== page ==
Alleged cannibal tried for murder
Meiwes makes German legal history by appearing in court for alleged cannibalism.
CNN's Stephanie Halasz has more details on the trial. (December 3)
BERLIN, Germany (CNN) -- A German computer technician accused of killing, dismembering and eating the flesh of a man who agreed to the deal over the Internet has gone on trial for murder.
Armin Meiwes, whose trial started on Wednesday, is charged with murder as no crime of cannibalism exists in Germany. The case is the first of its kind in the country.
Dressed in a dark suit, Meiwes -- from Rotenburg-an-der-fuld, in central Germany -- appeared relaxed as he sat next to his lawyer at the Kassel state court.
Meiwes admitted to killing the victim and said there was "hundreds, thousands" of people who wanted to eat humans or be eaten.
He cut off part of the victim's body before the pair ate it together. Meiwes then cut up the victim, storing his body in a freezer and eating it over the following months.
"With every piece of flesh I ate I remembered him," Meiwes told the judge. "It was like taking communion."
The story was splashed all over the tabloids last year when it broke, and the 42-year-old defendant has spoken to the press, reportedly saying "sorry."
The defense is expected to argue that the victim, a 43-year-old computer technician identified only as Bernd Juergen B., from Berlin, agreed to the macabre event.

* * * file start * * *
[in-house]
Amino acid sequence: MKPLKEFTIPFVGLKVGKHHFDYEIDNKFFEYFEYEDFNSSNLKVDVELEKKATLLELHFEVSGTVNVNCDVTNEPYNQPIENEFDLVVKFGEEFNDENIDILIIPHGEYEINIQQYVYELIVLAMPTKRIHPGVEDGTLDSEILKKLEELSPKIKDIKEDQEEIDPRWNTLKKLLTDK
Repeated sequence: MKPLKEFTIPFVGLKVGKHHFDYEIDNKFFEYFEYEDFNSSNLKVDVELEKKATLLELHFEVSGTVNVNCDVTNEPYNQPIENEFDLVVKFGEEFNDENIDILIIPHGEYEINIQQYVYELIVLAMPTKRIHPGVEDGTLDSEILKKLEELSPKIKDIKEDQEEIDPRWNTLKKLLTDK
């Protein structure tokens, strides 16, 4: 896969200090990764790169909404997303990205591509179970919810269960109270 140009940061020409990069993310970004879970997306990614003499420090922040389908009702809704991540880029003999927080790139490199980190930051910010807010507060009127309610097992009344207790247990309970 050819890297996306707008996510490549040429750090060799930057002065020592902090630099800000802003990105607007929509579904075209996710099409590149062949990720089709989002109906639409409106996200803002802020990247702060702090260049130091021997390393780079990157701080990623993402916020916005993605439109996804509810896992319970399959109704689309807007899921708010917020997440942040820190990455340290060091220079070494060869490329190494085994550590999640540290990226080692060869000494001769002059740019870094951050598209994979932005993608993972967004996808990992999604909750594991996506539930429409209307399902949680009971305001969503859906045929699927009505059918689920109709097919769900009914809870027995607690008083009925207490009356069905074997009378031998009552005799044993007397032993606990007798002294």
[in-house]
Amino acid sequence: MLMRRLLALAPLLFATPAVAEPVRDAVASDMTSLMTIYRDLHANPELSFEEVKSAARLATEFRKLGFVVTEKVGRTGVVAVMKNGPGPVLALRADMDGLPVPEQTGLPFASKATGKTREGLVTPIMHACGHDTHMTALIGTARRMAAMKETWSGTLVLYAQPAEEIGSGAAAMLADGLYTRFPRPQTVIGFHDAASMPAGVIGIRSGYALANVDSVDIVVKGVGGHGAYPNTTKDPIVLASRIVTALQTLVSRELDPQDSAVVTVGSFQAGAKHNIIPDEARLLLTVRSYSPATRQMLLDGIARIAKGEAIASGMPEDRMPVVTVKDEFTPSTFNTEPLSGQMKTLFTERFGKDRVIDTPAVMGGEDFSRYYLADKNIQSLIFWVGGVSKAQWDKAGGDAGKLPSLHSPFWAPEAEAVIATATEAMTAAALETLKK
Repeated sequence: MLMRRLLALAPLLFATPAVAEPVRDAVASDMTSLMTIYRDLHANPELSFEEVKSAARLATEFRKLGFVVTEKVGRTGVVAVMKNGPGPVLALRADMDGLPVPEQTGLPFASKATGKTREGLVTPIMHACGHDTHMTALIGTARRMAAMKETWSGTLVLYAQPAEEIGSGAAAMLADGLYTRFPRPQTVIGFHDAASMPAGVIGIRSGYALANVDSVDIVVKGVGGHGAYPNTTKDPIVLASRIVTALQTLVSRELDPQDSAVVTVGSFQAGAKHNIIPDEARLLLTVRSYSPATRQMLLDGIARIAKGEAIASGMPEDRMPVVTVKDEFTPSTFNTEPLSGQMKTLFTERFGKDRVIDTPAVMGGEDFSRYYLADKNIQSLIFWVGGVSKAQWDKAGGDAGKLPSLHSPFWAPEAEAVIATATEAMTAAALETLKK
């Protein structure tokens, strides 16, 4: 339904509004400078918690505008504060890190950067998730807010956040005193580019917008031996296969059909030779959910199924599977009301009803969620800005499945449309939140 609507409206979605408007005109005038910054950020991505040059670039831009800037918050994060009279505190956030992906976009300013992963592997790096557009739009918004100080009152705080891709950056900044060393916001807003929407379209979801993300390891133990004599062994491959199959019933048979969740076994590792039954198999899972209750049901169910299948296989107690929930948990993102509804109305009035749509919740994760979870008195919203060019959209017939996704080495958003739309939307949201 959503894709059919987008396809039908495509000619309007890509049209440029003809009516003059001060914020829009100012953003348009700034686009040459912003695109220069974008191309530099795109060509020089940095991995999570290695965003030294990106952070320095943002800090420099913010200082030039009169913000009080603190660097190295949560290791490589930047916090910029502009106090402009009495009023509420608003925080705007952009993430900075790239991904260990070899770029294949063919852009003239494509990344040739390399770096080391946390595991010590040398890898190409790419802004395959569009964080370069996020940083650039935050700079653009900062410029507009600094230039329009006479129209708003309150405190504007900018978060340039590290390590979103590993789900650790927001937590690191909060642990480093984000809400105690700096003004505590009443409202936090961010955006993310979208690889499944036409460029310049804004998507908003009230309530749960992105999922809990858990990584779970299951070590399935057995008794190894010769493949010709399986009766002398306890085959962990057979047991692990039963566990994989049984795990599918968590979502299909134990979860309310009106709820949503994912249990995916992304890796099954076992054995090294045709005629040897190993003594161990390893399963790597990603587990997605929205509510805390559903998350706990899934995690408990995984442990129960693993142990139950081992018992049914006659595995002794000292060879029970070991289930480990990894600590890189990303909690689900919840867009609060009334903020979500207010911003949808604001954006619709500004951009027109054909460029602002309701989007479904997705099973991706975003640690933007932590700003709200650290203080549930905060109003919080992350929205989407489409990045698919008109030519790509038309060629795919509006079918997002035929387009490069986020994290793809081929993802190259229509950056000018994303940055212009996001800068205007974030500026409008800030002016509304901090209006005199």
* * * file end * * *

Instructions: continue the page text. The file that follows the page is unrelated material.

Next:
"He told me he had had the desire since he was a child to be slaughtered and eaten," Meiwes said. "He was very intelligent and I didn't see any sign that he was disturbed."
The defense is believed to be seeking a charge of killing on demand, which carries a maximum five-year sentence if proven, rather than murder which holds a possible life sentence.
The crime is alleged to have taken place at this 18th century house.
Police tracked down and arrested the suspect in December last year after a student in Austria alerted them to an advertisement Meiwes had allegedly placed on the Internet seeking a man willing to be killed and eaten.
"The German public on the one hand is repulsed, but of course, on the other is fascinated," said CNN's Berlin Bureau Chief Stephanie Halasz.
The alleged crime at the 18th century manor house happened in March 2001, prosecutors say.
A verdict from the court, which is scheduled to hear 38 witnesses, is expected in February.